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Dual Diagnosis & the Schizotypal Personality Disorder

by Keith Vaughn
  • Overview

    According to the National Institutes of Health, depression, anxiety disorders, schizophrenia, and personality disorders, such as schizotypal personality disorder, tend to occur with a drug abuse problem.
  • Definition

    Dual diagnosis refers to the condition of having both a mental disorder and a drug abuse problem. Schizotypal personality disorder, which exists as part of the schizophrenic spectrum, is a condition characterized by withdrawal from other people and social settings.
 
  • Features

    According to the National Mental Health Association (NMHA), a mental disorder usually occurs before a drug abuse problem, with drug abuse as an attempt to self-medicate. However, drug abuse may occur first and contribute to the development of a mental disorder.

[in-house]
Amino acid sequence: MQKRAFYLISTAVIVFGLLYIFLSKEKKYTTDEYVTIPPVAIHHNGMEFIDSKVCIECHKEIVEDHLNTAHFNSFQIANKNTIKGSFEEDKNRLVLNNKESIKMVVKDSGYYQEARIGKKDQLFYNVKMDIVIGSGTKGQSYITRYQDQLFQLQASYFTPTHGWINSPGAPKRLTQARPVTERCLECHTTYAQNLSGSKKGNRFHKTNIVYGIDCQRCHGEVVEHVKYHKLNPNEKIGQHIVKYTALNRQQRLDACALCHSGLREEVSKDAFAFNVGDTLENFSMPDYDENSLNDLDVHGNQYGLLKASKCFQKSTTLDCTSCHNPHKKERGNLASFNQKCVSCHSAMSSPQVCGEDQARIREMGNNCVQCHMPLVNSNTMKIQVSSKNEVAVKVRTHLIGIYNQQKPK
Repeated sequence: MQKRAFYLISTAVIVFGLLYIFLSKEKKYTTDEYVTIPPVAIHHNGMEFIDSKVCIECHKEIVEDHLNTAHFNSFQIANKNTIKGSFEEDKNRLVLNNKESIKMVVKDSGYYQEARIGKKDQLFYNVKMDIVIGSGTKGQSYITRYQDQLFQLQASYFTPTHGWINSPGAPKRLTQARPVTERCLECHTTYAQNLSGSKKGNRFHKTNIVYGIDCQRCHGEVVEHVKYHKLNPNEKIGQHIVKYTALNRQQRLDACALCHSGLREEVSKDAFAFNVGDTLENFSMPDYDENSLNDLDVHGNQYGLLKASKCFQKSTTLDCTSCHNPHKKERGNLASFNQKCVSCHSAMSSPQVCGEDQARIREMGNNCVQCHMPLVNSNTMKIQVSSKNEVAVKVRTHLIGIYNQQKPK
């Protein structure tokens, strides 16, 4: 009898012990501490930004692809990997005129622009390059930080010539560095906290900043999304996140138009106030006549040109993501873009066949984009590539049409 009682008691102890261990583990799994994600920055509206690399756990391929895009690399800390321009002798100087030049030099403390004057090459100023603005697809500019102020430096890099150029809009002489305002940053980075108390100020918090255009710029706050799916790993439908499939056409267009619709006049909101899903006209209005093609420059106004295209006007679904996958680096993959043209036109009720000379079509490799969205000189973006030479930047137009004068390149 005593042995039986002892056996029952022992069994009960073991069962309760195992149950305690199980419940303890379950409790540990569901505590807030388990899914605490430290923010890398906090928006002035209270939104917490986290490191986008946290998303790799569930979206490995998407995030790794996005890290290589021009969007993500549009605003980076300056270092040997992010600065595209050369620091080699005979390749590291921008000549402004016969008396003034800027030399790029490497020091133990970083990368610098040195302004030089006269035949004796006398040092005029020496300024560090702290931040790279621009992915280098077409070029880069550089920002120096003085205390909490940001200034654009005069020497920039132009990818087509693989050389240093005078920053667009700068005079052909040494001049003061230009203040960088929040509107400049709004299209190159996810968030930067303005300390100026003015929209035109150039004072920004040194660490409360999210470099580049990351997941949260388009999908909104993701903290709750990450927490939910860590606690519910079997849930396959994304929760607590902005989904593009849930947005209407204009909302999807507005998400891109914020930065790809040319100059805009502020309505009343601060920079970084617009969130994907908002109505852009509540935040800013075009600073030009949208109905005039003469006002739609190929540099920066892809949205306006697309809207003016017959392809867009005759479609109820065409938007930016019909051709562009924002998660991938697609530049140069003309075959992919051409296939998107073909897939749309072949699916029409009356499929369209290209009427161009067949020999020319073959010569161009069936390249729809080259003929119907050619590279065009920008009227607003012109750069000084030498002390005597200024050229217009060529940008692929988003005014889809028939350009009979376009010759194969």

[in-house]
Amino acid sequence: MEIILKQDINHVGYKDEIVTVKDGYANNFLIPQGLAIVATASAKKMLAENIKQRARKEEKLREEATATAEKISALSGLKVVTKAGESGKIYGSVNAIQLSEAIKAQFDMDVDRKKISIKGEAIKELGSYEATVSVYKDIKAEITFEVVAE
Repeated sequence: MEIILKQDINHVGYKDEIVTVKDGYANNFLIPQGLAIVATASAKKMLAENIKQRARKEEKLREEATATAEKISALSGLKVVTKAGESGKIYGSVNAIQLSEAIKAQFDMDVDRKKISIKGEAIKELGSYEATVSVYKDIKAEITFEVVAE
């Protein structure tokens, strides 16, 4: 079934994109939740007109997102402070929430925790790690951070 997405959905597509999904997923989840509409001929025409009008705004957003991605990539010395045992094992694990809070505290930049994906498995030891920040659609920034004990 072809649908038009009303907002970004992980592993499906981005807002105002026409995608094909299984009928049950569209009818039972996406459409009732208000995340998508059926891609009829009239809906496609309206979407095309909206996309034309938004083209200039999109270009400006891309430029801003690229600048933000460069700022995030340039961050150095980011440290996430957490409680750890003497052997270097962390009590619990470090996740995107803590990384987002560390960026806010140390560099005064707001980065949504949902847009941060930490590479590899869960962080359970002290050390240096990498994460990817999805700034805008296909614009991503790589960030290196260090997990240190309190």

• Symptoms

    Schizotypal personality disorder may include such symptoms as eccentric beliefs and behavior, perceptual distortions, social anxiety that does not diminish with familiarity, paranoia, odd speech patterns, and a lack of close friends and social contacts.
  • Cause

    According to MayoClinic.com, the cause of schizotypal personality disorder is unknown, though genetics, environment and a history of abuse or neglect may be contributing factors.
  • Treatment

    According to the NMHA, those with dual diagnosis should treat their drug abuse and their schizotypal personality disorder simultaneously by first detoxifying from drugs and then engaging in a drug rehabilitation program and seeking treatment for the schizotypal personality disorder. Treatment for schizotypal personality disorder may include antipsychotic or antidepressant medications and some form of psychotherapy.

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